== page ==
Sex. Celebrity. Politics. With Teeth
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Sex. Celebrity. Politics. With Teeth

Someone Is Going to Hell for Those ‘House of the Dragon’ Sex Scenes That I Kind of Loved

The Game of Thrones franchise has apparently learned how (consensual!) sex and sexuality can advance a show's plot and characters. Finally!

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Milly Alcock as Rhaenyra and Matt Smith as Daemon in House of the Dragon.
Milly Alcock as Rhaenyra and Matt Smith as Daemon in House of the Dragon.
Photo: Ollie Upton / HBO

House of the Dragon has delivered its steamiest and weirdest episode yet, picking up roughly where last week’s left off. Discussions about whom Princess Rhaenyra will marry continued, with potential suitors ranging from literal children to literal grandfathers. Over the course of the episode, we see a scene from the marital bed of Rhaenyra’s best friend, Alicent Hightower, and Rhaenyra’s father, King Viserys, interspersed with an uncomfortably hot encounter between Rhaenyra and her uncle Daemon (a validating day for Dr. Oz, surely) getting it on in a pleasure house. When the encounter between Rhaenyra and Daemon is cut short by Daemon’s mysterious change of heart, Rhaenyra returns to the castle, seduces the hunky knight who stands guard outside her rooms, and enthusiastically surrenders her virginity to him. A turn of events!!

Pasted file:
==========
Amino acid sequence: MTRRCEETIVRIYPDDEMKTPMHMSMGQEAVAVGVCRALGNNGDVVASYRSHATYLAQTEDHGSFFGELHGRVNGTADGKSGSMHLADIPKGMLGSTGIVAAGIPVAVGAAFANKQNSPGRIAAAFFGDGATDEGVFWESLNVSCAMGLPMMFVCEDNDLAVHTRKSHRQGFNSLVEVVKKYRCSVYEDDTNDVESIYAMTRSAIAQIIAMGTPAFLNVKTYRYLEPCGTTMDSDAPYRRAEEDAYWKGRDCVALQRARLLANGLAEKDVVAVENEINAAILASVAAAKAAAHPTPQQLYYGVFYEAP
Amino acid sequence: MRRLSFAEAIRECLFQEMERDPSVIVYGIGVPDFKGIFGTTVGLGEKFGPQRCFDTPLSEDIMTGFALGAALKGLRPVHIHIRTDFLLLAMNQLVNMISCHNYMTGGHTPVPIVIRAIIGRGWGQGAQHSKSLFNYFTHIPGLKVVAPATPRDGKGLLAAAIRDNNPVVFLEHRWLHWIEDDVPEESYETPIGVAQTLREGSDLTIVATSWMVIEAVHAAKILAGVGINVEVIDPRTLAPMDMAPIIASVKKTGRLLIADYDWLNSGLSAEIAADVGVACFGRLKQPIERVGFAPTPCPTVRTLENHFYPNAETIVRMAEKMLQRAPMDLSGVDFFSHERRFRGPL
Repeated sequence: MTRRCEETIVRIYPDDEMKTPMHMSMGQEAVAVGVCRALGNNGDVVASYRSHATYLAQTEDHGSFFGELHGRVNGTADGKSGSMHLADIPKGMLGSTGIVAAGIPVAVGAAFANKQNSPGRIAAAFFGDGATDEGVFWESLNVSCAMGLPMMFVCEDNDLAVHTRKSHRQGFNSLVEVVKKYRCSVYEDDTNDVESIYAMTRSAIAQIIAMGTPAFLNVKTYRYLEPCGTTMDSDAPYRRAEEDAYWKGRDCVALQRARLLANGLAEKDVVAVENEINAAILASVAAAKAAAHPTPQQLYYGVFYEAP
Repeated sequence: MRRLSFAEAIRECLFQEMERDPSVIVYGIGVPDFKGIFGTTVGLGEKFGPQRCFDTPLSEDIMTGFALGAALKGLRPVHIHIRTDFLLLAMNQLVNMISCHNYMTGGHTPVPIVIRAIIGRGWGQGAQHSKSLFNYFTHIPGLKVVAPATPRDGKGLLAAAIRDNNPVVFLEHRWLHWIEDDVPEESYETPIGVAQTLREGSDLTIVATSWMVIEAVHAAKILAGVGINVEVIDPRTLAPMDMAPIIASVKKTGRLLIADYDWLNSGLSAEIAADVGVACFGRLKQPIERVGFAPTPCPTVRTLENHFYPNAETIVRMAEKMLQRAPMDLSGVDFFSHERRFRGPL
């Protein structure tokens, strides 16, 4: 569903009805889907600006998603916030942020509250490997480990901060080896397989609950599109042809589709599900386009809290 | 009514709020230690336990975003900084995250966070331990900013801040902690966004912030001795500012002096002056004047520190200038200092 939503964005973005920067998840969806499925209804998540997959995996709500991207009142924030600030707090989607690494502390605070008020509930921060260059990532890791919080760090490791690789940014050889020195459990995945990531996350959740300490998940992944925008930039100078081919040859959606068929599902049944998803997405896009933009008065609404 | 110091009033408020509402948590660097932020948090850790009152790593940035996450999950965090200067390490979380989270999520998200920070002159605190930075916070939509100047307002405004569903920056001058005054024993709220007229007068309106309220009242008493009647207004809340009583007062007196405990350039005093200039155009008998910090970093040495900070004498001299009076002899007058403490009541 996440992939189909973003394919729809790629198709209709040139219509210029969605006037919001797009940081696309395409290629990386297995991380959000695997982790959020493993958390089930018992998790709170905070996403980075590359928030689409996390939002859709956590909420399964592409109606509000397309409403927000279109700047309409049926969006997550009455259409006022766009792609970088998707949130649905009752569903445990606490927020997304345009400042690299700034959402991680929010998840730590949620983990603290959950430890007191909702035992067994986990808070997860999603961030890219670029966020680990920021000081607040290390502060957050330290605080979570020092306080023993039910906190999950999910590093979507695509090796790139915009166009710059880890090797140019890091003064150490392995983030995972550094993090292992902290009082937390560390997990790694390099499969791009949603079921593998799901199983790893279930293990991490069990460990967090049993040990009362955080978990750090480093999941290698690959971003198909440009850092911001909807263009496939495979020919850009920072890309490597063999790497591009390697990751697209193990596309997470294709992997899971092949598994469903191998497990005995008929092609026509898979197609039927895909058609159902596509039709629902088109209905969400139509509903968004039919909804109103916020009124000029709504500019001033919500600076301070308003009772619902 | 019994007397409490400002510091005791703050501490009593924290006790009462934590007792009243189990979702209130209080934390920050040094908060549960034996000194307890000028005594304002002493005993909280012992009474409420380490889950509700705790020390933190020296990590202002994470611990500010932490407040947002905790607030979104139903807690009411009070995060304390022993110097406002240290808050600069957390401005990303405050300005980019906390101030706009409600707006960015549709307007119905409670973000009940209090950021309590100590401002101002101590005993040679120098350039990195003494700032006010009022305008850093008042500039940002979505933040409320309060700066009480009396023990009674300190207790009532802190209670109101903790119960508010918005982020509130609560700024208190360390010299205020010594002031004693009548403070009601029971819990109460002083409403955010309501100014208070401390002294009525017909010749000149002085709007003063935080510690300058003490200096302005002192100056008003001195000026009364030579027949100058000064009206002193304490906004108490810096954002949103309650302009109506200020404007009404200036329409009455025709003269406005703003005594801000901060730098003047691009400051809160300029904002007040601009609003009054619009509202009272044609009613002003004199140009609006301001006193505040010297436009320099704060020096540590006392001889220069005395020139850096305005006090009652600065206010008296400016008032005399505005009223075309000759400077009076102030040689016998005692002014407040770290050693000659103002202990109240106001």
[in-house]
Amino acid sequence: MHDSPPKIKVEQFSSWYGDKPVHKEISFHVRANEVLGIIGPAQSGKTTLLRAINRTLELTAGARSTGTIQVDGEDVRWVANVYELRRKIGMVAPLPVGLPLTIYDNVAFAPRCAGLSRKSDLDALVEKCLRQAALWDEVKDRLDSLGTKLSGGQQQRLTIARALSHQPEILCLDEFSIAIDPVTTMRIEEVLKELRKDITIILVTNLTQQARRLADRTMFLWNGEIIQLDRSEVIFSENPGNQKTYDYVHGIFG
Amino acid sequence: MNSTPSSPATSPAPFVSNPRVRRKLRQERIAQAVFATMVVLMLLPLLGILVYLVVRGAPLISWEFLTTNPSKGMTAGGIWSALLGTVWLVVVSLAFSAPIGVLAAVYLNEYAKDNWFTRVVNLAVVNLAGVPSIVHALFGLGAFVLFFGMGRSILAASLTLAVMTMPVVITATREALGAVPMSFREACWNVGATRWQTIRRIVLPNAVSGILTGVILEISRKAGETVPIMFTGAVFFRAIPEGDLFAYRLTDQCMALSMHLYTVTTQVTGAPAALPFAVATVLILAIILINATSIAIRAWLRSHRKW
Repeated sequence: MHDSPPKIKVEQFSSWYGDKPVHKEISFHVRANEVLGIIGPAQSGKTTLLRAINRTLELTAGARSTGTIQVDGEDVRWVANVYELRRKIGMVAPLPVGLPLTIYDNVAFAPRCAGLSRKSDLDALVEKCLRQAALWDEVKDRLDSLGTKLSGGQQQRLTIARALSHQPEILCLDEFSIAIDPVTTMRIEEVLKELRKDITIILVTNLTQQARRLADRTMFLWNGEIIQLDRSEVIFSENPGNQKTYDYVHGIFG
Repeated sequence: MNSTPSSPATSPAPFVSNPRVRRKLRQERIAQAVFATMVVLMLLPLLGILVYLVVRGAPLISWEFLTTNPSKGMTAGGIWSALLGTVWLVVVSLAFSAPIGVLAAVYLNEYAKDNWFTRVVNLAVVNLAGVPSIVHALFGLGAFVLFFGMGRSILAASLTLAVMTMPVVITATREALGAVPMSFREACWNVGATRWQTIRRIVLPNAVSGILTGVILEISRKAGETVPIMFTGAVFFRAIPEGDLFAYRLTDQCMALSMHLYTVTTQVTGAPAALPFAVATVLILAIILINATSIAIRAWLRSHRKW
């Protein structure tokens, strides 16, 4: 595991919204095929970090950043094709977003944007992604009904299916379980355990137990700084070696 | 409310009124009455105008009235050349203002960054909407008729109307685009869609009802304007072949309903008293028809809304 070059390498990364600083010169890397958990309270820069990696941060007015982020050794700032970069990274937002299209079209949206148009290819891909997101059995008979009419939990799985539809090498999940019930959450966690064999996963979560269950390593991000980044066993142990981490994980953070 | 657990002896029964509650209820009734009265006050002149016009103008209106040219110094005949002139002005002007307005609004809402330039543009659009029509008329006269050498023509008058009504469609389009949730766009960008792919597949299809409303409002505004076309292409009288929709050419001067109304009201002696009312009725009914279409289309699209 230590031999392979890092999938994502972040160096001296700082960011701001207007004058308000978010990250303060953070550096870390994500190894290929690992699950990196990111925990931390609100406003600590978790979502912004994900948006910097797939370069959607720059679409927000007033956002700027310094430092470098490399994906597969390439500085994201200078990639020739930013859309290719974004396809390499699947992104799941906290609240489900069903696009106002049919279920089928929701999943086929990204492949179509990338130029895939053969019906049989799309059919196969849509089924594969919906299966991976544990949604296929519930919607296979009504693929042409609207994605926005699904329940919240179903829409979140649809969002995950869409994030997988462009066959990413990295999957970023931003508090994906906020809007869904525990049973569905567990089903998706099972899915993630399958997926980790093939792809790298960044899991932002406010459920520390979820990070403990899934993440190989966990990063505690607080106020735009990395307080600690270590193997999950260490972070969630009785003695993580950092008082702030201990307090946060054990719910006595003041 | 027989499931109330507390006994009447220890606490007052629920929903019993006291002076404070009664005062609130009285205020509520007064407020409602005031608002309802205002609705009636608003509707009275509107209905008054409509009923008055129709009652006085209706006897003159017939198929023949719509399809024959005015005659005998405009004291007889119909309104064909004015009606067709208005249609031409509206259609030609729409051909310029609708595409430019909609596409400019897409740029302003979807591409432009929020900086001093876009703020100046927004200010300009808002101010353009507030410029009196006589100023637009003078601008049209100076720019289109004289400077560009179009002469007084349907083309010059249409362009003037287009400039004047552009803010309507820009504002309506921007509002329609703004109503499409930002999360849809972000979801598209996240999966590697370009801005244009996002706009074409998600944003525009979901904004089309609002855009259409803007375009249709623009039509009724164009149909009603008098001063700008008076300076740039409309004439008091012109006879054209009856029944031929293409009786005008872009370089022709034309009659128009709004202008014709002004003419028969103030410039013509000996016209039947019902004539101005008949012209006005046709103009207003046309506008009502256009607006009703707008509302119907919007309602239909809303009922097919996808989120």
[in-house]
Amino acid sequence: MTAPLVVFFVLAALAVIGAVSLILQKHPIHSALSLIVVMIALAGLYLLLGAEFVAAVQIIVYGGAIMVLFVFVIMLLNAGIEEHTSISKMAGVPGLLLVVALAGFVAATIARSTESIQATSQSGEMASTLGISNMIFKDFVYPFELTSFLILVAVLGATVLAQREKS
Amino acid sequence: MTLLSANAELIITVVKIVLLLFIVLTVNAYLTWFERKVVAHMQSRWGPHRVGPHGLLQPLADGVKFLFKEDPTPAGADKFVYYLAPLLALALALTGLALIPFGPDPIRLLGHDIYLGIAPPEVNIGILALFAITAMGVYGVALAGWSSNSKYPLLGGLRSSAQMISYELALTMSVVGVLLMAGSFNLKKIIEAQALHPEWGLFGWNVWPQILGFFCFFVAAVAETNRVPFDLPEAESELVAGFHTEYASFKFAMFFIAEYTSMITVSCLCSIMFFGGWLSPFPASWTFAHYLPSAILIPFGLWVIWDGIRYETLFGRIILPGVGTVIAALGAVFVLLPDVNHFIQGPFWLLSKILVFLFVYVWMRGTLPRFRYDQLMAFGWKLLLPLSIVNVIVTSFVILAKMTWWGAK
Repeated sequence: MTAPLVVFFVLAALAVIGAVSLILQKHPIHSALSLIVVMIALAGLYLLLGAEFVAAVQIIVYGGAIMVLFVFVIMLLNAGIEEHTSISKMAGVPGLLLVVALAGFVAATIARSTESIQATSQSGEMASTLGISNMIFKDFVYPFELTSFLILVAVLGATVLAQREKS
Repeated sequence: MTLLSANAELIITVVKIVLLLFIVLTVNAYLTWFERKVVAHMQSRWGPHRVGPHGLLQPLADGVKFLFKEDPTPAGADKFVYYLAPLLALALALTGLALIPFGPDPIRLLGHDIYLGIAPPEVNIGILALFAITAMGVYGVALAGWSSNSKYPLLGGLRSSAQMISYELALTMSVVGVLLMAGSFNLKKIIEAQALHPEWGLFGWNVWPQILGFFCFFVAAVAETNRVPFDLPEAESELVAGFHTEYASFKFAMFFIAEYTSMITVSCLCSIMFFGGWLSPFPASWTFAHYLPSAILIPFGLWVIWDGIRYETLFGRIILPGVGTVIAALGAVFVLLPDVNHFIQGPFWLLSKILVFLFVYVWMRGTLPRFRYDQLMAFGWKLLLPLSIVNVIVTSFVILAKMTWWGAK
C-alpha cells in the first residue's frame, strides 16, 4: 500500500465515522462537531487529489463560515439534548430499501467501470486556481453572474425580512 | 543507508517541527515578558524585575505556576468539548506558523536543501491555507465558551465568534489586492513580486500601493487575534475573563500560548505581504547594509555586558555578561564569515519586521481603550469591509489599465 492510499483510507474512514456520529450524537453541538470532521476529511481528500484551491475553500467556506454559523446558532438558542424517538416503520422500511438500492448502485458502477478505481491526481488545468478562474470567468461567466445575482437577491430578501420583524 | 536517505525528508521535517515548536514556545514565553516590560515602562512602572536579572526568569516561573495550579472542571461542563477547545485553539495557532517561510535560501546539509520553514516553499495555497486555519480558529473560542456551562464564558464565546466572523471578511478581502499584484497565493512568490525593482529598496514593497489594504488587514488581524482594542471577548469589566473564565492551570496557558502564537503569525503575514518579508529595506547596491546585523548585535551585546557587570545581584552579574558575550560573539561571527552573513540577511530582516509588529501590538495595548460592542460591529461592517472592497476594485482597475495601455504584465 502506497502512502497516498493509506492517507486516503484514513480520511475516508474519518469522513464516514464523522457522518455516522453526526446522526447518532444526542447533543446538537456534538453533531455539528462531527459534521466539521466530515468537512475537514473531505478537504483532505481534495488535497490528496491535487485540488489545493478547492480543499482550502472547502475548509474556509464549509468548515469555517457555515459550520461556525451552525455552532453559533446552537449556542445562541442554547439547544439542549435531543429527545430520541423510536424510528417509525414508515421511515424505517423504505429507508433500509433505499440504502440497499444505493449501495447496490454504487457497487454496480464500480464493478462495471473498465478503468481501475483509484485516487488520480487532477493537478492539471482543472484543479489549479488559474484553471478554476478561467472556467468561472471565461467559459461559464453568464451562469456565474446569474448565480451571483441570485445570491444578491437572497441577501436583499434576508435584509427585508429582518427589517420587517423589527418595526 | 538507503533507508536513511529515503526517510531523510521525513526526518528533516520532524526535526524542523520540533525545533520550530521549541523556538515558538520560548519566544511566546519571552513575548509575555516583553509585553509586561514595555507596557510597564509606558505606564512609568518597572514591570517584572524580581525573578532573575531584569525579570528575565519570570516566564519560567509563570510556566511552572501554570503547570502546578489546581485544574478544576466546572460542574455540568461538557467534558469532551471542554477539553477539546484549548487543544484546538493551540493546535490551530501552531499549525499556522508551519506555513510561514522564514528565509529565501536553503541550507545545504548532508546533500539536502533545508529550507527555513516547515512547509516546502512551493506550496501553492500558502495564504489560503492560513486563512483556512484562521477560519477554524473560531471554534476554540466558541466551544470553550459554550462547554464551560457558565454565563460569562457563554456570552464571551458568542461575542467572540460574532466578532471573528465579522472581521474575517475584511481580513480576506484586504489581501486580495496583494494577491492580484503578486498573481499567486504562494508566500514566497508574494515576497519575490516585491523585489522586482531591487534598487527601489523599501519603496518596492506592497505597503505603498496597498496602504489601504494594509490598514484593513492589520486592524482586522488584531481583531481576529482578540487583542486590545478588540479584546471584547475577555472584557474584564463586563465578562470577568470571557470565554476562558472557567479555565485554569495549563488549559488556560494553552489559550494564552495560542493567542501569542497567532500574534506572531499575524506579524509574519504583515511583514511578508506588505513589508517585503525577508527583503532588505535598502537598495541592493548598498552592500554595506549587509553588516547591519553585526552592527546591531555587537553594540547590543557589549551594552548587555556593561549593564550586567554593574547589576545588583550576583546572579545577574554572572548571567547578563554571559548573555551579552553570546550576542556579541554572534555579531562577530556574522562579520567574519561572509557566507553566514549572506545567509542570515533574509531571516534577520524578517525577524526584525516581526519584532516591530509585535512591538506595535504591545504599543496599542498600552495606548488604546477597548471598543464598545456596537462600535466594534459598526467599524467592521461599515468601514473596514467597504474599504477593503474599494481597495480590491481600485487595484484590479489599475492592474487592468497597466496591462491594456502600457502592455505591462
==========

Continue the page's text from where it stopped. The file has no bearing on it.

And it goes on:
Someone is going to hell for this episode and its deeply weird sex scenes. However, I am not too proud to admit I loved them—but allow me to explain, lest I inadvertently come across as a willing supporter of the Targaryen tradition of incest. The sex scenes of this episode present a surprising and very welcome departure from Game of Thrones’ flashy, often purposeless sex scenes that consisted primarily of random groping and thrusting. Meanwhile, in this week’s House of the Dragon episode, sex, sexuality, and the extremely bizarre juxtaposition of Alicent and Rhaenyra’s teenage sex lives fulfill important aspects of the plot.

The message here is pretty stark: Alicent’s rise to power as queen (and mother to Viserys’ long-awaited infant son) is a source of tension between Alicent and Rhaenyra. This episode, we flash between scenes of Alicent tending to a screaming newborn, and scenes of Rhaenyra and her (sigh) hot uncle frolicking about town; between scenes of the middle-aged Viserys summoning his exhausted teenage wife to his bed at night, and her best friend engaging in a twistedly sensual encounter with her uncle at a brothel before going home to have sex with Ser Criston Cole. Rhaenyra’s scenes—playful, intense, unabashedly centered around her sexual awakening—are in obvious contrast with Alicent’s. It’s a reminder that Alicent’s elevation to queen didn’t come without sacrifices. And however bleak Rhaenyra’s life may be—she is now regarded by many as a useless, secondary heir (a fact of which we’re reminded by a ribald tavern play about royal succession)—there are still plenty of avenues for her to find pleasure.